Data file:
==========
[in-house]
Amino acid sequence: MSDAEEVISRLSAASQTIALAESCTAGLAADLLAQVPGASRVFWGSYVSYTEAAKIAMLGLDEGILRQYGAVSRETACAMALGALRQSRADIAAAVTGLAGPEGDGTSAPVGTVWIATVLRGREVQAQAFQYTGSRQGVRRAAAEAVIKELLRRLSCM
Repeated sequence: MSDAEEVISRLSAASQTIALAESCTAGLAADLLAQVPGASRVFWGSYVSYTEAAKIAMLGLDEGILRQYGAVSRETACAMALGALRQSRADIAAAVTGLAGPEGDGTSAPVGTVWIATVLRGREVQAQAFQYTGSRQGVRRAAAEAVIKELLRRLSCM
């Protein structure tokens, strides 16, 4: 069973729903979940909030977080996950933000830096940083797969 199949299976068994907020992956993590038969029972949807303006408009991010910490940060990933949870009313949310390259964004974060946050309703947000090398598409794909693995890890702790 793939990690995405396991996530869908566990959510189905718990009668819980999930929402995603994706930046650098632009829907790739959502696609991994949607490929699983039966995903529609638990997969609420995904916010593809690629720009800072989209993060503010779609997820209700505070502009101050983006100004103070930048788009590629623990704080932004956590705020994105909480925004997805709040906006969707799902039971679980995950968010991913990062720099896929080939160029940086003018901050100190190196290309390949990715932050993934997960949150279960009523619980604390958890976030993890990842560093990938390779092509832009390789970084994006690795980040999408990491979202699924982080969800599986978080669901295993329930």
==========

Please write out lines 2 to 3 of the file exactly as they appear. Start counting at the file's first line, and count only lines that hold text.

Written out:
Amino acid sequence: MSDAEEVISRLSAASQTIALAESCTAGLAADLLAQVPGASRVFWGSYVSYTEAAKIAMLGLDEGILRQYGAVSRETACAMALGALRQSRADIAAAVTGLAGPEGDGTSAPVGTVWIATVLRGREVQAQAFQYTGSRQGVRRAAAEAVIKELLRRLSCM
Repeated sequence: MSDAEEVISRLSAASQTIALAESCTAGLAADLLAQVPGASRVFWGSYVSYTEAAKIAMLGLDEGILRQYGAVSRETACAMALGALRQSRADIAAAVTGLAGPEGDGTSAPVGTVWIATVLRGREVQAQAFQYTGSRQGVRRAAAEAVIKELLRRLSCM